We can not give up on these students. Just because they don’t enjoy reading for pleasure, don’t pick up a book instead of “Call of Duty”, and would rather text than read doesn’t mean we can’t turn them on to books. But if we want them to be readers we need to respect them and give them the credit they deserve! A student who tells us they hate reading deserves to be heard. Why do they hate it? Could it be for the litany of reasons my students list every year? Things like being forced to read only novels an adult chooses. Or being told they can’t be trusted to choose their own book (usually they realize this through the actions of adults rather than their words). Maybe it’s because they read below grade level and no one tells them they can do it. No one works them. Or maybe it’s because they are overwhelmed and don’t know where to even begin when trying to choose a book. I hear all of this and more each year. Yet in June, every student leaves my room having discovered something they like to read. And most of them are readers who walk out the door grasping a list of books they can’t wait to read over the summer and following year. So we can make them into readers. If we see them as readers and provide them with authentic motivation.
As Kittle states in her article, providing a classroom library that is vibrant and static, ever-changing, is a tangible reminder that I expect my students to be readers and will accept nothing less. They may not all read on the same level, and some may never reach grade level during the 180 days I have with them, but they will read and they will improve.
We need to give students time to read. Yes, in class. This means sharing read-alouds and allowing students time to read their independent reading novels without being forced to write inane summaries all the time and without being forced to constantly answer basic recall questions to “prove” to us they are reading. Instead, when we show students that we value reading then they will value it. Does that mean working even harder to make time for everything we are responsible for in English? Sure it does. But nothing else will make students readers. And making them into lifelong readers is the greatest gift we can give them- academically, culturally, and in life.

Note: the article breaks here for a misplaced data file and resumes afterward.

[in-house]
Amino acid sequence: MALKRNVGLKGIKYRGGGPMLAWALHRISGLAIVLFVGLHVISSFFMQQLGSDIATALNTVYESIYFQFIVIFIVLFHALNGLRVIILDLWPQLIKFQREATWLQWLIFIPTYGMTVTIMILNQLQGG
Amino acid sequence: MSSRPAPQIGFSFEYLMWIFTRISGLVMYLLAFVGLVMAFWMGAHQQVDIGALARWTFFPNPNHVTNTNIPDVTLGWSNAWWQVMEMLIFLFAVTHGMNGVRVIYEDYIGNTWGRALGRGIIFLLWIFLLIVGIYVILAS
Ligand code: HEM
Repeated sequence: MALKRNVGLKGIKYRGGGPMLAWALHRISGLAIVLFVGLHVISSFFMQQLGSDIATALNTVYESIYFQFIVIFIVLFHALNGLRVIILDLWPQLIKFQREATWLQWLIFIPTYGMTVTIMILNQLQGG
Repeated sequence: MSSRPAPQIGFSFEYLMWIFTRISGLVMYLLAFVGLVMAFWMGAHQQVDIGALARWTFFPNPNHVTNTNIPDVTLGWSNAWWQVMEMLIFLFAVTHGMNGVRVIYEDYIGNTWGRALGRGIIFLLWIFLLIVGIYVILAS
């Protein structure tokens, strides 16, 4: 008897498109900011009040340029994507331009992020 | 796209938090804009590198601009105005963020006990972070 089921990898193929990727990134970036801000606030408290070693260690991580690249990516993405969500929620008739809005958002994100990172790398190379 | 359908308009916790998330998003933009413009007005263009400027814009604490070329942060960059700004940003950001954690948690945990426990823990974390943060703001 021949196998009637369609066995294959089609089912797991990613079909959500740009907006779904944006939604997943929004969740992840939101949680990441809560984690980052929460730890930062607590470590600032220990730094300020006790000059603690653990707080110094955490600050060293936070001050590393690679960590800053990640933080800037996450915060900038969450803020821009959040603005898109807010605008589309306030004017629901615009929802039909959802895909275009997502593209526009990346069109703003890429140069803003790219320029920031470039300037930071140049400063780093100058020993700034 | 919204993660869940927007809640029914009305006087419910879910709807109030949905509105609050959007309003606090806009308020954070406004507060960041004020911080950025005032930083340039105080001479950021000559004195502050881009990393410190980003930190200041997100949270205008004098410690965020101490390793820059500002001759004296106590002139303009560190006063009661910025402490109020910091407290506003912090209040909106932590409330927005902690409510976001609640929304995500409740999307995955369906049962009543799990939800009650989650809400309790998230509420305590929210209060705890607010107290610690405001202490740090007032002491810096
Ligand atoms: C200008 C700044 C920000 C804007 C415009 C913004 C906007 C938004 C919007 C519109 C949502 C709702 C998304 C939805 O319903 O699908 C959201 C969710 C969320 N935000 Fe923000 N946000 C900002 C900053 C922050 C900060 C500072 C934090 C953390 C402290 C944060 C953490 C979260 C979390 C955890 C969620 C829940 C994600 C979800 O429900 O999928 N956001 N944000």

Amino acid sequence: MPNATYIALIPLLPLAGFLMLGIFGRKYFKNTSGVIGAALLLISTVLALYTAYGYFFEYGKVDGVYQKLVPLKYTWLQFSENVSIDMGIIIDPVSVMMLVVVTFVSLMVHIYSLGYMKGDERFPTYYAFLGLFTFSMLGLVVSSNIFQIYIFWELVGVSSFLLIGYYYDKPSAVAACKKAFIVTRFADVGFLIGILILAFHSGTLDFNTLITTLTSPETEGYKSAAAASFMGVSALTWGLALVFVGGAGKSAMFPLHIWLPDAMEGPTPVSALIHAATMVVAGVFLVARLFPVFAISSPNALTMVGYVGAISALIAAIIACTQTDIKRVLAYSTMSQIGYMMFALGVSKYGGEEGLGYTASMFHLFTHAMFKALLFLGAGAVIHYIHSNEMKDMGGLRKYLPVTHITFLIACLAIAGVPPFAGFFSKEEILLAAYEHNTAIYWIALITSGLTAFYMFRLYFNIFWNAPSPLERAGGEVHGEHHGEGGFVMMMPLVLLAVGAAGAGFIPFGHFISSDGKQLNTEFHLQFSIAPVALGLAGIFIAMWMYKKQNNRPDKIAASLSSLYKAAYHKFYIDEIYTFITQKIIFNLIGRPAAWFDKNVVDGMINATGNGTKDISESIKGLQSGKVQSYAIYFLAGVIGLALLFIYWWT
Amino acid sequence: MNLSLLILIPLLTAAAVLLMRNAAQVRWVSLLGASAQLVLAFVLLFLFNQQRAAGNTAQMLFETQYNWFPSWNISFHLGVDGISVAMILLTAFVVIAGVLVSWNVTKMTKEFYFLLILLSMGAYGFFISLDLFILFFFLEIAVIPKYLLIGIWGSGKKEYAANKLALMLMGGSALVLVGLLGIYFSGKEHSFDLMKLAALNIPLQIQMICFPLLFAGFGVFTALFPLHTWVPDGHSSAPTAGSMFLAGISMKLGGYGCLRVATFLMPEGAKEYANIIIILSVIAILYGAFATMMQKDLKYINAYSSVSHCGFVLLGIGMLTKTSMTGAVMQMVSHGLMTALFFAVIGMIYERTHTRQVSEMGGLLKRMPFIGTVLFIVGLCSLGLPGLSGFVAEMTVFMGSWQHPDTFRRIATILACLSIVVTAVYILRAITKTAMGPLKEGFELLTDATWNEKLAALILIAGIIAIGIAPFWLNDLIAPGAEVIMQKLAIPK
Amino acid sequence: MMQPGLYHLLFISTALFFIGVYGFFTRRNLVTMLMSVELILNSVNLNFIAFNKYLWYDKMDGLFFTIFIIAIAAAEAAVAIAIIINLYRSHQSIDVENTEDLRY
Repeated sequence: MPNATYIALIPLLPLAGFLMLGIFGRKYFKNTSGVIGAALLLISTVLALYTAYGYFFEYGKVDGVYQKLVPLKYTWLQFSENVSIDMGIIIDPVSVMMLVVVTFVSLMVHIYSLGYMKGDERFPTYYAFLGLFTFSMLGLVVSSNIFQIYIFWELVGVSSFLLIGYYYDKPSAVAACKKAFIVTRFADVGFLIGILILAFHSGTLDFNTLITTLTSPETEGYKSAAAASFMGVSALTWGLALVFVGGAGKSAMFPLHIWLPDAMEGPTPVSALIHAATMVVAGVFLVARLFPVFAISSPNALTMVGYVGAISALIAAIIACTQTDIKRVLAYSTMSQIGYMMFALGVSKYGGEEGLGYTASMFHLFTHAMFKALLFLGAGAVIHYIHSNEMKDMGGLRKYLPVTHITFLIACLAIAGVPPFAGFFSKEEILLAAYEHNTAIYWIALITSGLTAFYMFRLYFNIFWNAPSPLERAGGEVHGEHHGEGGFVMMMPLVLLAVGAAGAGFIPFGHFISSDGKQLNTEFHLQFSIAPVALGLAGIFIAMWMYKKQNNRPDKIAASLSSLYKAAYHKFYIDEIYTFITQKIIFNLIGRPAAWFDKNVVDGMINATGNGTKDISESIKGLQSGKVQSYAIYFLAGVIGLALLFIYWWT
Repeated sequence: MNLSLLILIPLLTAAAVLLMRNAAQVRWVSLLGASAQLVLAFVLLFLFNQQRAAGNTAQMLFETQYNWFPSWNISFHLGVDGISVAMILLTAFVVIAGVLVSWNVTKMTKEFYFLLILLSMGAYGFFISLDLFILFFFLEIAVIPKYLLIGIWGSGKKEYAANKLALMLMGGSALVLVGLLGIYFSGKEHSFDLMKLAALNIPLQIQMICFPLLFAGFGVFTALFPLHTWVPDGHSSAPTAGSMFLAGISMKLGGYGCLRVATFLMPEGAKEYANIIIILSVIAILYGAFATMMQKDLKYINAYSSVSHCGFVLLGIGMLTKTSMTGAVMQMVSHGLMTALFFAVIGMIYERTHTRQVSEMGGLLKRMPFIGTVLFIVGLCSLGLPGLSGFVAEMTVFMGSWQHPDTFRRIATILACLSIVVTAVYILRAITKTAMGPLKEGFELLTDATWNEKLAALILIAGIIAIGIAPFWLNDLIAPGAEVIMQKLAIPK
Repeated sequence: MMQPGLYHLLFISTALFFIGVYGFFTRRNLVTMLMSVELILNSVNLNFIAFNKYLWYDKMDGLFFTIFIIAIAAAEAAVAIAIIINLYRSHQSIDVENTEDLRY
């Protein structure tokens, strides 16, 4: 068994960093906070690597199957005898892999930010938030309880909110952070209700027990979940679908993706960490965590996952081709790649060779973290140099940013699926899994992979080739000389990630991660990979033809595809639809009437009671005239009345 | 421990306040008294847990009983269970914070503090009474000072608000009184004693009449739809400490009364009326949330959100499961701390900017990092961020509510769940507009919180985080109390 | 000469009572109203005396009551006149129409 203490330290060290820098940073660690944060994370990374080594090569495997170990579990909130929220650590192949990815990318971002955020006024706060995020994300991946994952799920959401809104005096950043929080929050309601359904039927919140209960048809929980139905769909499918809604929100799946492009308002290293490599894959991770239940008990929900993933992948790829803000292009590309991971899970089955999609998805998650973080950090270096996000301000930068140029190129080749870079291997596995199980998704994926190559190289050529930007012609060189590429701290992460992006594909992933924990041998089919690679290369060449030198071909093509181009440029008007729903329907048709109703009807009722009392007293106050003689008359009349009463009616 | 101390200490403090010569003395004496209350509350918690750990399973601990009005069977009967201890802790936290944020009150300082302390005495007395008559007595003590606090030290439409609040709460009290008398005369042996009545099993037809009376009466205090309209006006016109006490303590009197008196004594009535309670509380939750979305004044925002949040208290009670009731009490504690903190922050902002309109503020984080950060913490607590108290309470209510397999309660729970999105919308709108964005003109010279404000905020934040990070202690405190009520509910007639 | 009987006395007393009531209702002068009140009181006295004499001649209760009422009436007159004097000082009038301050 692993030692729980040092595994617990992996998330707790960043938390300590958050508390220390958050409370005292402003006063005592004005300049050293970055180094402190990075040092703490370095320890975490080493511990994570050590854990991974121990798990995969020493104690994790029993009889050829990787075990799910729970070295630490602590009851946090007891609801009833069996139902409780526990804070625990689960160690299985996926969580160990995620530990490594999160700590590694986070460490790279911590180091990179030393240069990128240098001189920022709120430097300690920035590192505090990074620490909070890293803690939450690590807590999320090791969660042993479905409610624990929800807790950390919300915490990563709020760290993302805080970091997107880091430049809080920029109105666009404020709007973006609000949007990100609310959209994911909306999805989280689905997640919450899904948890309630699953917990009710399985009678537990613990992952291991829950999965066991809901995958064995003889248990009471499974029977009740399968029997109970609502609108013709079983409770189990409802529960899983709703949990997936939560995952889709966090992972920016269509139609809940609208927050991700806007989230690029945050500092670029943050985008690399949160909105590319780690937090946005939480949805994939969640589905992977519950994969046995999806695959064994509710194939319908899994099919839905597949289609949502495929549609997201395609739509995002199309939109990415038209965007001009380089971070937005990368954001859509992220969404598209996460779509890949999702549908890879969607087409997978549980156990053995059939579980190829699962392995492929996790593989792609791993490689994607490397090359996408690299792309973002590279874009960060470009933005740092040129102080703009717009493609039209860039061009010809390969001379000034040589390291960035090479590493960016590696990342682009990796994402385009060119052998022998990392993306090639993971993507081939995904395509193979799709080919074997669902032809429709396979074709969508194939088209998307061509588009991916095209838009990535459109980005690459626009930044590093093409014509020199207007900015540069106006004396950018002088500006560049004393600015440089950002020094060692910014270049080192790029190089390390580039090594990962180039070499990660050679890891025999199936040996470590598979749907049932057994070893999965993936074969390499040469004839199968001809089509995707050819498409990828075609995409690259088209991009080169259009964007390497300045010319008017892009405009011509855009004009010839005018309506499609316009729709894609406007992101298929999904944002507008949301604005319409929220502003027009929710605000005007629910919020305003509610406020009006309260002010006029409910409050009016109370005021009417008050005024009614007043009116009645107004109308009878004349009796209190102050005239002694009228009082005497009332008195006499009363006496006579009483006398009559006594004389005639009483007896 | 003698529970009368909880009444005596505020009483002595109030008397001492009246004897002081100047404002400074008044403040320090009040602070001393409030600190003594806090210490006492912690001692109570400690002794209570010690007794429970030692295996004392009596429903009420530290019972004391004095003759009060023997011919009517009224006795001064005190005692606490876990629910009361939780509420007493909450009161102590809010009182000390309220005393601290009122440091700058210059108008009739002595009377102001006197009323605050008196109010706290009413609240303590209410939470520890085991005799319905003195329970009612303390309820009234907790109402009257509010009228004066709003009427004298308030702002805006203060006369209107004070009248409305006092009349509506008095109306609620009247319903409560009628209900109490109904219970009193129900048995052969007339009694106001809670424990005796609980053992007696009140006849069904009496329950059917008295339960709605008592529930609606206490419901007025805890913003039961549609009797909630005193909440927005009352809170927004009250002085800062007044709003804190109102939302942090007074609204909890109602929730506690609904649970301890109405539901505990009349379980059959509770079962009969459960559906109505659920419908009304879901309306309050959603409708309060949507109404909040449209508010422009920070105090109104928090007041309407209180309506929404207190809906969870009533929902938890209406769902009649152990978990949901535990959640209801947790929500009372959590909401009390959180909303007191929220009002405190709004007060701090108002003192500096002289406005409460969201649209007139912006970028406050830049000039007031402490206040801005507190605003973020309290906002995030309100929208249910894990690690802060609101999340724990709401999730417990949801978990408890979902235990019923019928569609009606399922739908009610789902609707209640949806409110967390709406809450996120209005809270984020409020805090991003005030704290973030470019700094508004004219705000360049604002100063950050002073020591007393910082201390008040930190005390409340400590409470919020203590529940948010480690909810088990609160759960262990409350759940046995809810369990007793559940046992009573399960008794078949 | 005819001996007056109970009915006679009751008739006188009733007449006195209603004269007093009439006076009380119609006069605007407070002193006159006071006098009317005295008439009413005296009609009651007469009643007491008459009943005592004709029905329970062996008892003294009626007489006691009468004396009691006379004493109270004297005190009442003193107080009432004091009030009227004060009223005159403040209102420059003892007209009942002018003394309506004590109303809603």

Nancie Atwell (2007) said, “For students of every ability and background, it’s the simple mi- raculous act of reading a good book that turns them into readers, because even for the least experienced, most reluctant reader, it’s the one good book that changes everything. The job of adults who care about reading is to move heaven and earth to put that book into a child’s hands.”
I believe you can make it happen.
Atwell says it better than I ever can. She and Penny Kittle have helped relight a fuse that was beginning to flicker out after a frustrating day. All it takes is getting to know our students as readers and then helping them find that one book. THE book. The one that will change their life forever. I’d say that’s the most important standard we can cover, regardless of our curriculum.